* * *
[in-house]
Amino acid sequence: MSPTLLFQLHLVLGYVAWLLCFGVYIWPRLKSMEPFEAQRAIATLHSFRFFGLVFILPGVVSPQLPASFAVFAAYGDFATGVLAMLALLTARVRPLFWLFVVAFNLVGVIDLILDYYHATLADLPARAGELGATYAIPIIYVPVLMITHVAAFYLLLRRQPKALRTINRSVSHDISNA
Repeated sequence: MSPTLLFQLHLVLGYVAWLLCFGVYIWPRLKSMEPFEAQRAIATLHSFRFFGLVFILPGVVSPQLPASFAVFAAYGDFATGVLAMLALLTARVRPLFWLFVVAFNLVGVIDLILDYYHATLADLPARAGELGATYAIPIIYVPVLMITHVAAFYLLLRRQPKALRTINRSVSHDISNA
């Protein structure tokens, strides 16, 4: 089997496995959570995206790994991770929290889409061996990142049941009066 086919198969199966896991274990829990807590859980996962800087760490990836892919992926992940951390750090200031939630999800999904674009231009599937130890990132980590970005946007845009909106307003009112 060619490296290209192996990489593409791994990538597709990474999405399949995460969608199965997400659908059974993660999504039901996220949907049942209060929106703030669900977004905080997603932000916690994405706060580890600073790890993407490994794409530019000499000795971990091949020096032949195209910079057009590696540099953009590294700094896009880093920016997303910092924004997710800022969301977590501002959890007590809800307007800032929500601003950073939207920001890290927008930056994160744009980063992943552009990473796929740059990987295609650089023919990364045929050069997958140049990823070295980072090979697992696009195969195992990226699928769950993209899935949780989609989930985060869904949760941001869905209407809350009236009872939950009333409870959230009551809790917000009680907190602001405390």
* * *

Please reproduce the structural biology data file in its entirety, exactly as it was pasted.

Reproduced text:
[in-house]
Amino acid sequence: MSPTLLFQLHLVLGYVAWLLCFGVYIWPRLKSMEPFEAQRAIATLHSFRFFGLVFILPGVVSPQLPASFAVFAAYGDFATGVLAMLALLTARVRPLFWLFVVAFNLVGVIDLILDYYHATLADLPARAGELGATYAIPIIYVPVLMITHVAAFYLLLRRQPKALRTINRSVSHDISNA
Repeated sequence: MSPTLLFQLHLVLGYVAWLLCFGVYIWPRLKSMEPFEAQRAIATLHSFRFFGLVFILPGVVSPQLPASFAVFAAYGDFATGVLAMLALLTARVRPLFWLFVVAFNLVGVIDLILDYYHATLADLPARAGELGATYAIPIIYVPVLMITHVAAFYLLLRRQPKALRTINRSVSHDISNA
């Protein structure tokens, strides 16, 4: 089997496995959570995206790994991770929290889409061996990142049941009066 086919198969199966896991274990829990807590859980996962800087760490990836892919992926992940951390750090200031939630999800999904674009231009599937130890990132980590970005946007845009909106307003009112 060619490296290209192996990489593409791994990538597709990474999405399949995460969608199965997400659908059974993660999504039901996220949907049942209060929106703030669900977004905080997603932000916690994405706060580890600073790890993407490994794409530019000499000795971990091949020096032949195209910079057009590696540099953009590294700094896009880093920016997303910092924004997710800022969301977590501002959890007590809800307007800032929500601003950073939207920001890290927008930056994160744009980063992943552009990473796929740059990987295609650089023919990364045929050069997958140049990823070295980072090979697992696009195969195992990226699928769950993209899935949780989609989930985060869904949760941001869905209407809350009236009872939950009333409870959230009551809790917000009680907190602001405390």